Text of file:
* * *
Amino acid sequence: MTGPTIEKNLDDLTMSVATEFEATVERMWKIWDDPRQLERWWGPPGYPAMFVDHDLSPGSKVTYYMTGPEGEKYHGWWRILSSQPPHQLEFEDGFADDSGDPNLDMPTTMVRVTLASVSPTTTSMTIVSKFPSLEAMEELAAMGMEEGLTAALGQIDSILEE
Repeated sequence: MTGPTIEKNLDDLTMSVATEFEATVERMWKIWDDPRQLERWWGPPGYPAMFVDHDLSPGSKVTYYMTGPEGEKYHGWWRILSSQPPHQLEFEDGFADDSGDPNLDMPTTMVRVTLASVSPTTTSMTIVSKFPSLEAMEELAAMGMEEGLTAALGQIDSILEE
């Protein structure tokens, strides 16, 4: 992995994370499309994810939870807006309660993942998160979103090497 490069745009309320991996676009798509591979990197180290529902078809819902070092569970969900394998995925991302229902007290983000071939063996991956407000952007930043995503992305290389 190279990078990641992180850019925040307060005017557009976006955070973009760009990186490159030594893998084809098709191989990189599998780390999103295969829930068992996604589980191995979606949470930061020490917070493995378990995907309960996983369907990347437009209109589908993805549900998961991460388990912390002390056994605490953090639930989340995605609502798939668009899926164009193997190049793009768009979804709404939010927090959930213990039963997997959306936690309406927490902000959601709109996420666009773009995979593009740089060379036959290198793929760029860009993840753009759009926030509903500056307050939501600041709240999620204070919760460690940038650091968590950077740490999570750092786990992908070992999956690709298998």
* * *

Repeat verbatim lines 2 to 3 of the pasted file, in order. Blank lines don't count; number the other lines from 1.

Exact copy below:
Repeated sequence: MTGPTIEKNLDDLTMSVATEFEATVERMWKIWDDPRQLERWWGPPGYPAMFVDHDLSPGSKVTYYMTGPEGEKYHGWWRILSSQPPHQLEFEDGFADDSGDPNLDMPTTMVRVTLASVSPTTTSMTIVSKFPSLEAMEELAAMGMEEGLTAALGQIDSILEE
């Protein structure tokens, strides 16, 4: 992995994370499309994810939870807006309660993942998160979103090497 490069745009309320991996676009798509591979990197180290529902078809819902070092569970969900394998995925991302229902007290983000071939063996991956407000952007930043995503992305290389 190279990078990641992180850019925040307060005017557009976006955070973009760009990186490159030594893998084809098709191989990189599998780390999103295969829930068992996604589980191995979606949470930061020490917070493995378990995907309960996983369907990347437009209109589908993805549900998961991460388990912390002390056994605490953090639930989340995605609502798939668009899926164009193997190049793009768009979804709404939010927090959930213990039963997997959306936690309406927490902000959601709109996420666009773009995979593009740089060379036959290198793929760029860009993840753009759009926030509903500056307050939501600041709240999620204070919760460690940038650091968590950077740490999570750092786990992908070992999956690709298998």